Background to existing corporate governance arrangements
Official Injury Claim (OIC)
“Official Injury Claim is an impartial service and does not make any money from claims.”
Claims Portal Ltd
Initially introduced in 2010, all personal injury claims falling within its scope must be processed using the Claims Portal. Claims Portal Ltd is a not-for-profit company made up of 13 non-executive directors, including an independent chairperson. The Board of directors is equally balanced, with six representing the claimant community and six representing compensators.
The directors represent: Motor Accident Solicitors Society (MASS), Association of Personal Injury Lawyers (APIL), the Trades Union Congress (TUC), Law Society of England and Wales, insurers and the Association of British Insurers (ABI).
In addition to the Board directors, other non-directors provide additional consultancy input on key issues that affect the efficient operation of the Claims Portal and user communities.
The Board is responsible for setting the Strategy, Finance and Governance of the Claims Portal. The Board also consider and approve changes to the Portal to improve its overall performance and functionality, as well as new developments as a result of changes to judicial procedures.
Since the implementation of the reforms to the medical reporting process in 2015 and the establishment of MedCo, MoJ stated that “We are also working with representatives from all interested sectors of the industry to develop an independent governance system to oversee both this new medical report commissioning system and a new accreditation system for medical experts.”
The MedCo system is operated by a non-executive Board of directors comprised of representatives with cross industry interests and an independent Chair.
Representatives include members from the following organisations: Motor Accident Solicitor Society (MASS), Association of British Insurers (ABI), Association of Medical Reporting Organisation, Association of Personal Injury Lawyers (APIL), British Medical Association (BMA), Forum Of Insurance Lawyers (FOIL), the Law Society and Motor Insurers’ Bureau (MIB).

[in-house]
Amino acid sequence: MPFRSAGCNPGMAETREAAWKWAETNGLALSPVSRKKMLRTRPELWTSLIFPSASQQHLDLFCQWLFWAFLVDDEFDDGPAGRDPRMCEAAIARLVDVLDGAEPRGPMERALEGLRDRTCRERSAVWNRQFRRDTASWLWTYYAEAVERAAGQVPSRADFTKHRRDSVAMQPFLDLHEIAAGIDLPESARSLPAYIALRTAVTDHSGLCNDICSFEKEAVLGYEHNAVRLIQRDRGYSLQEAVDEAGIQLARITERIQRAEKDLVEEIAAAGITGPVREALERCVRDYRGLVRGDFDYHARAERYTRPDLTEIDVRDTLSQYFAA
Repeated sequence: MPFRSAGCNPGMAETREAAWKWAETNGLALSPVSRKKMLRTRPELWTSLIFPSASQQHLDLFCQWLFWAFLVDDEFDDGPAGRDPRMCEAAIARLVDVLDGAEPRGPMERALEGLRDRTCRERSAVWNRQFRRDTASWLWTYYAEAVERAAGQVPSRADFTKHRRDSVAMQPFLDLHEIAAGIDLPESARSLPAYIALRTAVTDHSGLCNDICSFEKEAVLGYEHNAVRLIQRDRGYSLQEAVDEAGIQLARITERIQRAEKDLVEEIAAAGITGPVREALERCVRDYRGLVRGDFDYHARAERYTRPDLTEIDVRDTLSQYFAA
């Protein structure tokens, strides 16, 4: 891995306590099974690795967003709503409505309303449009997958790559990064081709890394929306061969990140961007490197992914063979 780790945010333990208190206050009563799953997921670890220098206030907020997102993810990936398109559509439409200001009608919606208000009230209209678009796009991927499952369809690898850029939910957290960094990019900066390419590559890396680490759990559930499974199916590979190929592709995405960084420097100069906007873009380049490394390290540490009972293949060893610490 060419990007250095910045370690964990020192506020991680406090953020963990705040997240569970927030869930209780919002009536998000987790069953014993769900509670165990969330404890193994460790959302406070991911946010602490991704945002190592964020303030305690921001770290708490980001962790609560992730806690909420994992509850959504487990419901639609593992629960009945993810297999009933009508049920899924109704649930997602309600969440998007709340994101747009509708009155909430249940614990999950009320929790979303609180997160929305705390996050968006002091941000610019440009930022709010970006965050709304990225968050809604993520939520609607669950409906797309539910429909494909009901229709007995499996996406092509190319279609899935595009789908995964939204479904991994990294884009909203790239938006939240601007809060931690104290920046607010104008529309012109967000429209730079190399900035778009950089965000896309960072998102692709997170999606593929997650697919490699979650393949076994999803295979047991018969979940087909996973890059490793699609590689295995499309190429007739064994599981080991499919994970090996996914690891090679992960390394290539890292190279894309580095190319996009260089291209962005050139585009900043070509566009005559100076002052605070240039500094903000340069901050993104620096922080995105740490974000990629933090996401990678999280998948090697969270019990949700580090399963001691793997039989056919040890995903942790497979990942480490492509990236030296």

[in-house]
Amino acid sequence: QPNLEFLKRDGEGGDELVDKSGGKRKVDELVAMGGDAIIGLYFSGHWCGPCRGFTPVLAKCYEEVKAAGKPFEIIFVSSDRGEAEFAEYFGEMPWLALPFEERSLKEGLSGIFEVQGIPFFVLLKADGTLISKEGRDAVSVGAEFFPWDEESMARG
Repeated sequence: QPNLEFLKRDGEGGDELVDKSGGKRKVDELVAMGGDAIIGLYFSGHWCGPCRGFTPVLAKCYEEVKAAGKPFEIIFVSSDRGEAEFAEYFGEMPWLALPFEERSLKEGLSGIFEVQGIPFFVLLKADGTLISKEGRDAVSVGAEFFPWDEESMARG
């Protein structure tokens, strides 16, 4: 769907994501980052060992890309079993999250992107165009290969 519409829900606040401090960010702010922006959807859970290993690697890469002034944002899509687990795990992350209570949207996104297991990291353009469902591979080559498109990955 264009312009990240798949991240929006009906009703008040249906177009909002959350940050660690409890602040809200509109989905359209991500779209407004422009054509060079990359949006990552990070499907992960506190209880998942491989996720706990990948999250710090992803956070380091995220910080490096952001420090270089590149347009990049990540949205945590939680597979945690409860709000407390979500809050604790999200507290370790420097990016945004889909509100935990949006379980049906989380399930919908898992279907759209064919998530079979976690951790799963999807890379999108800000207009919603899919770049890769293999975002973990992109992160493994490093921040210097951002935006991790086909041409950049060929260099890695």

The Ministry of Justice Departmental Board
The MoJ Departmental Board has four non-Executive or Independent members sitting alongside Ministers and civil servants. [Ministry of Justice Annual Report and Accounts 2018-19’, Page42, https://www.gov.uk/government/publications/corporate-governance-code-for-central-government-departments-2017]
The Cabinet Office/HM Treasury 2017 ‘Corporate governance code for central government departments’ states that:
“Good corporate governance is fundamental to any effective and well-managed organisation and is the hallmark of any corporate entity that is run accountably and with the long-term interest clearly in mind.”
“Boards help departments and government succeed in achieving their aims by encouraging good planning, managing performance regularly and raising delivery capability. They also help foster a culture of openness and good governance by providing a clear oversight structure.”
Notes for Editors
The Motor Accident Solicitors Society (MASS) is the primary organisation representing road traffic accident solicitors acting for the victims of motor accidents. We represent around 100 solicitor firm Members throughout the UK, representing approximately 2,000 claims handlers, who handle an estimated 400,000 PI motor accident claims annually on behalf of the victims of those accidents.